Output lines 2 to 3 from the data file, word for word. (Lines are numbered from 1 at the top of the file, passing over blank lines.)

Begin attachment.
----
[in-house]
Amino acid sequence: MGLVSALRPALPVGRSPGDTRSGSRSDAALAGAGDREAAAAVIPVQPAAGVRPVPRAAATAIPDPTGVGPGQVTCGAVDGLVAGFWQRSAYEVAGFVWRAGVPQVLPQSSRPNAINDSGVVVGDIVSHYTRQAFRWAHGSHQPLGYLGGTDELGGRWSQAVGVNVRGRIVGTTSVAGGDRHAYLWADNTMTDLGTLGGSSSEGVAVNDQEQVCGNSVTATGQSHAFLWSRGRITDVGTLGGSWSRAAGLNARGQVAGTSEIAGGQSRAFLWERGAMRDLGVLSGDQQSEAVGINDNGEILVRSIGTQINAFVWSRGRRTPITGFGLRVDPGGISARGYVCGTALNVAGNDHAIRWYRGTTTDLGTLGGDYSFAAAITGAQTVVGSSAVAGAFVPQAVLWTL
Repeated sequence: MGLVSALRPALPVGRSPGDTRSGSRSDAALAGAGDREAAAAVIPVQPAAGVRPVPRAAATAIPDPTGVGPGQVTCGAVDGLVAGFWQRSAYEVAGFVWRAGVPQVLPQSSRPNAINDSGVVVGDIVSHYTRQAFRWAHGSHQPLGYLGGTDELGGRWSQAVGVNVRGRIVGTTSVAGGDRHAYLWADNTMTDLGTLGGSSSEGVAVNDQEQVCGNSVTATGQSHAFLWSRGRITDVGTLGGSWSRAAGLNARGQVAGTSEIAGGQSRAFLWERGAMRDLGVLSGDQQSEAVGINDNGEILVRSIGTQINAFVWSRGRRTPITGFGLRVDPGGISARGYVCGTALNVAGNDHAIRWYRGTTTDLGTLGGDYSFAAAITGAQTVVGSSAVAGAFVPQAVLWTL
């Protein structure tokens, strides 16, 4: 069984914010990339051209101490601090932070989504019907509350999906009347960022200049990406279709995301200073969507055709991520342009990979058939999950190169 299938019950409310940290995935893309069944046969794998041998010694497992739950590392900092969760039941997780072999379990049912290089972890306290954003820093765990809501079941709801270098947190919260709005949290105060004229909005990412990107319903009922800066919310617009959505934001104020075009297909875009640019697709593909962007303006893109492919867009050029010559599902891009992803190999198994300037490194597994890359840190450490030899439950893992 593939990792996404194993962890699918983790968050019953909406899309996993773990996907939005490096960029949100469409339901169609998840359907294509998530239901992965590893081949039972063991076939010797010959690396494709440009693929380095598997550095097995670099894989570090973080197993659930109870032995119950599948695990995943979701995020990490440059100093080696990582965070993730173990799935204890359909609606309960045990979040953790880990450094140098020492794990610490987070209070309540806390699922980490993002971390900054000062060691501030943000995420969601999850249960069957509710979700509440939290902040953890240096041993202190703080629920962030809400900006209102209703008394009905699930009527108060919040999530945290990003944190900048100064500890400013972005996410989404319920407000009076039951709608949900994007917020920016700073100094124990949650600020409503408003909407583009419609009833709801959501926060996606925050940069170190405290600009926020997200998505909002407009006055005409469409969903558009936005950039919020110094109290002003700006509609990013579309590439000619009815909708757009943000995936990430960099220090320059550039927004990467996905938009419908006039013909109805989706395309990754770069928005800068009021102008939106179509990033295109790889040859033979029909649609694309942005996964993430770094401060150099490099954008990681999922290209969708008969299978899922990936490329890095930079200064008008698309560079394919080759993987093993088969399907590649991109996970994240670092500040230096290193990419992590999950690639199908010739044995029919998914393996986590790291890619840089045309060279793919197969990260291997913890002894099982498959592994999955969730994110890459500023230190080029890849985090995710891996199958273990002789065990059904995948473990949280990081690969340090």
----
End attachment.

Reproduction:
Amino acid sequence: MGLVSALRPALPVGRSPGDTRSGSRSDAALAGAGDREAAAAVIPVQPAAGVRPVPRAAATAIPDPTGVGPGQVTCGAVDGLVAGFWQRSAYEVAGFVWRAGVPQVLPQSSRPNAINDSGVVVGDIVSHYTRQAFRWAHGSHQPLGYLGGTDELGGRWSQAVGVNVRGRIVGTTSVAGGDRHAYLWADNTMTDLGTLGGSSSEGVAVNDQEQVCGNSVTATGQSHAFLWSRGRITDVGTLGGSWSRAAGLNARGQVAGTSEIAGGQSRAFLWERGAMRDLGVLSGDQQSEAVGINDNGEILVRSIGTQINAFVWSRGRRTPITGFGLRVDPGGISARGYVCGTALNVAGNDHAIRWYRGTTTDLGTLGGDYSFAAAITGAQTVVGSSAVAGAFVPQAVLWTL
Repeated sequence: MGLVSALRPALPVGRSPGDTRSGSRSDAALAGAGDREAAAAVIPVQPAAGVRPVPRAAATAIPDPTGVGPGQVTCGAVDGLVAGFWQRSAYEVAGFVWRAGVPQVLPQSSRPNAINDSGVVVGDIVSHYTRQAFRWAHGSHQPLGYLGGTDELGGRWSQAVGVNVRGRIVGTTSVAGGDRHAYLWADNTMTDLGTLGGSSSEGVAVNDQEQVCGNSVTATGQSHAFLWSRGRITDVGTLGGSWSRAAGLNARGQVAGTSEIAGGQSRAFLWERGAMRDLGVLSGDQQSEAVGINDNGEILVRSIGTQINAFVWSRGRRTPITGFGLRVDPGGISARGYVCGTALNVAGNDHAIRWYRGTTTDLGTLGGDYSFAAAITGAQTVVGSSAVAGAFVPQAVLWTL